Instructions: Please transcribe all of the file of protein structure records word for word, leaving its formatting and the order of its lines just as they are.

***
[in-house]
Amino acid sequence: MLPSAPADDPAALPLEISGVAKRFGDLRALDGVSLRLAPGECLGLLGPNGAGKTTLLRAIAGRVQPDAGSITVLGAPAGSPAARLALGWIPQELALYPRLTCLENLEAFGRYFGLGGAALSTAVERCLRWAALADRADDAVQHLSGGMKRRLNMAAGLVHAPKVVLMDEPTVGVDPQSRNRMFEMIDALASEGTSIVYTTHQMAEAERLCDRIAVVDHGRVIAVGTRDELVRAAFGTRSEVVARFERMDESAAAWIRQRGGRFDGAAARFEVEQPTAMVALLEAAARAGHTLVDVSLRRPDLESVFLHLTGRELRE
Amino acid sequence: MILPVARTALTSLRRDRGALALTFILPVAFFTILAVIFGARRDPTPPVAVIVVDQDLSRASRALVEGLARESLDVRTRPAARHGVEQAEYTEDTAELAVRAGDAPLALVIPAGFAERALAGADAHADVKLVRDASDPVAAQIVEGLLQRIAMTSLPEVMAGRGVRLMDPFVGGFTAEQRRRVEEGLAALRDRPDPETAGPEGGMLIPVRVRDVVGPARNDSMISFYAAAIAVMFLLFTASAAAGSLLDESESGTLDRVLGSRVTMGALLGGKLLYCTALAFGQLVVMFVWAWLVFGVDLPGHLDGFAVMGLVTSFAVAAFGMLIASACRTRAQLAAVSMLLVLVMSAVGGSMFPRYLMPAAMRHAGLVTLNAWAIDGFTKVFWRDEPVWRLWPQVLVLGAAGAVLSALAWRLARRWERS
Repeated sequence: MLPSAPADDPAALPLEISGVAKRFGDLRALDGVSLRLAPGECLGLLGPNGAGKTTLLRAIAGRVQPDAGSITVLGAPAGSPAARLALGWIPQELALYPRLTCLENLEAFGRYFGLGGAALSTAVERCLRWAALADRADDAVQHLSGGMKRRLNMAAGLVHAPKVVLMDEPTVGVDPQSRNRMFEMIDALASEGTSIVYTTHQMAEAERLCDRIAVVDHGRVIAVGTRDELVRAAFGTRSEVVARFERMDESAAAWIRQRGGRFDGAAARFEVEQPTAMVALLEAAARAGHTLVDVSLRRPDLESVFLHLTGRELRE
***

[in-house]
Amino acid sequence: MLPSAPADDPAALPLEISGVAKRFGDLRALDGVSLRLAPGECLGLLGPNGAGKTTLLRAIAGRVQPDAGSITVLGAPAGSPAARLALGWIPQELALYPRLTCLENLEAFGRYFGLGGAALSTAVERCLRWAALADRADDAVQHLSGGMKRRLNMAAGLVHAPKVVLMDEPTVGVDPQSRNRMFEMIDALASEGTSIVYTTHQMAEAERLCDRIAVVDHGRVIAVGTRDELVRAAFGTRSEVVARFERMDESAAAWIRQRGGRFDGAAARFEVEQPTAMVALLEAAARAGHTLVDVSLRRPDLESVFLHLTGRELRE
Amino acid sequence: MILPVARTALTSLRRDRGALALTFILPVAFFTILAVIFGARRDPTPPVAVIVVDQDLSRASRALVEGLARESLDVRTRPAARHGVEQAEYTEDTAELAVRAGDAPLALVIPAGFAERALAGADAHADVKLVRDASDPVAAQIVEGLLQRIAMTSLPEVMAGRGVRLMDPFVGGFTAEQRRRVEEGLAALRDRPDPETAGPEGGMLIPVRVRDVVGPARNDSMISFYAAAIAVMFLLFTASAAAGSLLDESESGTLDRVLGSRVTMGALLGGKLLYCTALAFGQLVVMFVWAWLVFGVDLPGHLDGFAVMGLVTSFAVAAFGMLIASACRTRAQLAAVSMLLVLVMSAVGGSMFPRYLMPAAMRHAGLVTLNAWAIDGFTKVFWRDEPVWRLWPQVLVLGAAGAVLSALAWRLARRWERS
Repeated sequence: MLPSAPADDPAALPLEISGVAKRFGDLRALDGVSLRLAPGECLGLLGPNGAGKTTLLRAIAGRVQPDAGSITVLGAPAGSPAARLALGWIPQELALYPRLTCLENLEAFGRYFGLGGAALSTAVERCLRWAALADRADDAVQHLSGGMKRRLNMAAGLVHAPKVVLMDEPTVGVDPQSRNRMFEMIDALASEGTSIVYTTHQMAEAERLCDRIAVVDHGRVIAVGTRDELVRAAFGTRSEVVARFERMDESAAAWIRQRGGRFDGAAARFEVEQPTAMVALLEAAARAGHTLVDVSLRRPDLESVFLHLTGRELRE